It sucks that no one stood up for her, but on the other hand I’d never blame anyone for not knowing what to do in a situation like that.. It’s hard enough to switch gears from “relaxing and enjoying this concert” to “defending the innocent” on a dime – and when the person you want to defend them from is the person you were there to give yourself to, well. Very few people (if any) would handle that situation the way we all wish we would.

    I hope Ms. Napolitano is able to exorcise her demons more carefully next time, and I hope that the kid has a good support network for dealing with this incident.

  3. Mario on May 23rd, 2014 at 12:37 pm

    what a damn shame. poor kid

  4. Samuel Barker on May 23rd, 2014 at 1:34 pm

    I was a pretty “bang-bang” moment…I wasn’t even sure what happened until it was over. She was berating the lady in front of her and said something like “Well, thanks again for interrupting me…” strummed a few chords and suddenly kicked the young girl out. In the girl’s defense, from the left side of the stage, I wasn’t sure what Napolitano was freaking out about. I thought it was people talking. The girl was in my sightline and I didn’t even notice the screen light up, so I’m not even 100% sure she was using the iPad, she just had it hanging around her neck on something…plus, in the dark, I wasn’t sure how old the girl was, etc. It was just a horrible moment from a horrible show…

  5. Vincent on May 23rd, 2014 at 1:34 pm

    I used to be a Concrete Blonde fan, but that all ended a couple of years ago after I posted what I thought was a great phone video (no flash, filmed from the second level) of their last live performance here. I honestly didn’t know that wasn’t ok, and if she had asked me to remove it, I would have done so right away. Instead, she reported me to YouTube and tried to have my account removed. That left a very bad taste in my mouth. Johnette is quite mean-spirited. Go ahead and be rude; I won’t be your fan, and I certainly won’t spend any more money on shows/ etc. to support your work.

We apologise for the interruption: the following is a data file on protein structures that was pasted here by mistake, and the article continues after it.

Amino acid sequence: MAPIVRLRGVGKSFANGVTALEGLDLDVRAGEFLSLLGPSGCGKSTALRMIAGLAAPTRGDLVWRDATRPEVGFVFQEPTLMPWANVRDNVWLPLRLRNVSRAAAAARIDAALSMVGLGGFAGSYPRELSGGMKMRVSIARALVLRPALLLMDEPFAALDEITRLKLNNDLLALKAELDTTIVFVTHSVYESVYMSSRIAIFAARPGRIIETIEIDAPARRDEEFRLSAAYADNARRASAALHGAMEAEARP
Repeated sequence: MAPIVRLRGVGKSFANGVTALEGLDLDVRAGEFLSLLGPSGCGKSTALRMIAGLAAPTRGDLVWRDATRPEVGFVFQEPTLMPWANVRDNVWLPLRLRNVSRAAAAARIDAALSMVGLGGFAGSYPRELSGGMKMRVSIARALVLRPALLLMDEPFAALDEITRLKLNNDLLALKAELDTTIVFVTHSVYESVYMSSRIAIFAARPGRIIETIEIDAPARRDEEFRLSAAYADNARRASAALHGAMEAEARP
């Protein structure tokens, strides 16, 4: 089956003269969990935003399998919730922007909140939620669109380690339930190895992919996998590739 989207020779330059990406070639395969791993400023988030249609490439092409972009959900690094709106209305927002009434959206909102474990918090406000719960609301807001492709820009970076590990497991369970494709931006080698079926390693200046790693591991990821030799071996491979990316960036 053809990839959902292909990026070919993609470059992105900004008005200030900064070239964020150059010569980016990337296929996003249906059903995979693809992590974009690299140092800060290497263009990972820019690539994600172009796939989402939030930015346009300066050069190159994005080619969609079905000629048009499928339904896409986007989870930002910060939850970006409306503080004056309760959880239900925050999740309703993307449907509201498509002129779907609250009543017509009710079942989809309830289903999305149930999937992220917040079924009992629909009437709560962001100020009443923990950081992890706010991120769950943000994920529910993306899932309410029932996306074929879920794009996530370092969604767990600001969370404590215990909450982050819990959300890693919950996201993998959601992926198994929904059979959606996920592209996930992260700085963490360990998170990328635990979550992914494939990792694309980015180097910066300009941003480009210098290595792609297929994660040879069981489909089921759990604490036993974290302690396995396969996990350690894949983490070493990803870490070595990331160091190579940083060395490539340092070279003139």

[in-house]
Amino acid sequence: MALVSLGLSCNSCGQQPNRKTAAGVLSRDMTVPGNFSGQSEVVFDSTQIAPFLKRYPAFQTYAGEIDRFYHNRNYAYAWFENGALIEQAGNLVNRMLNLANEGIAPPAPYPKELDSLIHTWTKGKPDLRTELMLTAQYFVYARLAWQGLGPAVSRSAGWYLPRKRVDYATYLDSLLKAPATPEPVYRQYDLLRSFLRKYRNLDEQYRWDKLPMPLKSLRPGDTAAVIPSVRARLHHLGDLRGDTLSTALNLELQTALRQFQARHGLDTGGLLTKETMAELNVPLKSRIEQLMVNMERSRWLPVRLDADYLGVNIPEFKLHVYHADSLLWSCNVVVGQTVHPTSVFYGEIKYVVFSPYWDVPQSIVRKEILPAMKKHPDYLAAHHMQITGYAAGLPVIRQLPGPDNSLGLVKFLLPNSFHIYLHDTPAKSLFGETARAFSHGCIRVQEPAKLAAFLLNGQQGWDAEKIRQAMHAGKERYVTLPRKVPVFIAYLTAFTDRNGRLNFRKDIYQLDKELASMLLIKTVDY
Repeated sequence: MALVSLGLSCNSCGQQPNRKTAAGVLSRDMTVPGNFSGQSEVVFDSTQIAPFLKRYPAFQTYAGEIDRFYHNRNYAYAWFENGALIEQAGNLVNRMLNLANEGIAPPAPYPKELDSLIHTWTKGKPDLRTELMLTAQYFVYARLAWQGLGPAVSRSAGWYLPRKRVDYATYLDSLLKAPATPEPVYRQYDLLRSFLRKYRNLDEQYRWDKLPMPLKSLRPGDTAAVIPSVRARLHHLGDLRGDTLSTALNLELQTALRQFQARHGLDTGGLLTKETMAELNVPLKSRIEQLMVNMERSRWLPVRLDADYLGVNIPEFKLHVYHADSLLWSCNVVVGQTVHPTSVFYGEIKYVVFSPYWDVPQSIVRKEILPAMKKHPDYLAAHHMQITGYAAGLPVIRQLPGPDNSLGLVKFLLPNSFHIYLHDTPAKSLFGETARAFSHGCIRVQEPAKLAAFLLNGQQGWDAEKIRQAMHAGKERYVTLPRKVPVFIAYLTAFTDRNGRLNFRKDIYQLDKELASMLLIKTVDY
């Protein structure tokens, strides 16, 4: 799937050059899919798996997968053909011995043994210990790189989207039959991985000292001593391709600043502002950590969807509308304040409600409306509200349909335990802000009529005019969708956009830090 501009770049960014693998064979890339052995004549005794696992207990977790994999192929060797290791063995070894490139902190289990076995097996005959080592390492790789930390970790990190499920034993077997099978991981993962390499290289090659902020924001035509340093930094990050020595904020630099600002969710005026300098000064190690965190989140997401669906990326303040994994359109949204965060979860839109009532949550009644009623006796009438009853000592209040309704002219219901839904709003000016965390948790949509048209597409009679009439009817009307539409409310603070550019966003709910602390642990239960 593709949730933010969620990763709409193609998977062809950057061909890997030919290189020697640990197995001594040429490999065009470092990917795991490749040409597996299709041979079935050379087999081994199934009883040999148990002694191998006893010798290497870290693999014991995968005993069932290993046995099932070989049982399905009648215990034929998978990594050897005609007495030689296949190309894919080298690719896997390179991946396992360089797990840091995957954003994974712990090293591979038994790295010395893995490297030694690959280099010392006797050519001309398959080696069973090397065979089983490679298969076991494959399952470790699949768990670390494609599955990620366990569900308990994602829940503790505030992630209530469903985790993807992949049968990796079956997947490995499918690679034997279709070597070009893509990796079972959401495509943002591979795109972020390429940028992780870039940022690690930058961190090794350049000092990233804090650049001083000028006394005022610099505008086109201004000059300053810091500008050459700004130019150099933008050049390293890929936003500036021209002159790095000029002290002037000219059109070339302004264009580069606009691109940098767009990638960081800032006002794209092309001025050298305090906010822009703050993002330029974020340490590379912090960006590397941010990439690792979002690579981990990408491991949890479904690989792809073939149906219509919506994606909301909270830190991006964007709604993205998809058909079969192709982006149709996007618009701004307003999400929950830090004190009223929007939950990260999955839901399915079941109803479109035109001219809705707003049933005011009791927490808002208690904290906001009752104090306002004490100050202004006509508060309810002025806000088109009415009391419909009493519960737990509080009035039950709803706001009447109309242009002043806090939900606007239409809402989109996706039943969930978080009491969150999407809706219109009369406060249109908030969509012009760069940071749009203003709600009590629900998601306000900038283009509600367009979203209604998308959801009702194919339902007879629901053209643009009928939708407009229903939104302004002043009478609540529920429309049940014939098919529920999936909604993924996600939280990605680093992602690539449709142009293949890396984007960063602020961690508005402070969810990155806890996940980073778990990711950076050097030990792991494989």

I’m a musican and performer, and I don’t care if people want to film the performance/take photos without a flash. It’s entertainment; it’s a show. Some performers really need to get over themselves.

  6. Dane Sonnier on May 24th, 2014 at 9:34 am

    Thanks very much for the kind words. I’m glad I got to play that show, even to only a few people. I can say with all certainty that the headliner possessed a hair-trigger temper. She was incredibly gracious to me after i performed, but presented a vibe that she was not one to be challenged. Very sorry that she took out her frustrations on that young lady. One only gets one chance to make a first impression, and being publicly called out by an artist you respect is, I’m sure, mortifying.
    Again, thanks for the kind words.

  7. Jeremy Hart on May 27th, 2014 at 9:52 am

    Thanks, Dane! I’m sorry the crowd was a little sparse at that point in the evening, but you were excellent all the same. We walked away very impressed… :)

  8. Sarah on June 8th, 2014 at 8:08 pm

    Damn. I wish we could find that kid. That’s completely unacceptable behavior on Napolitano’s part. I can’t imagine ever treating the people who are there to see you play as if they are the enemy. If you’ve got that attitude, what’s even the point?

  9. Jeremy Hart on June 8th, 2014 at 8:15 pm

    Agreed completely, Sarah; I wish I knew even what her name was. :\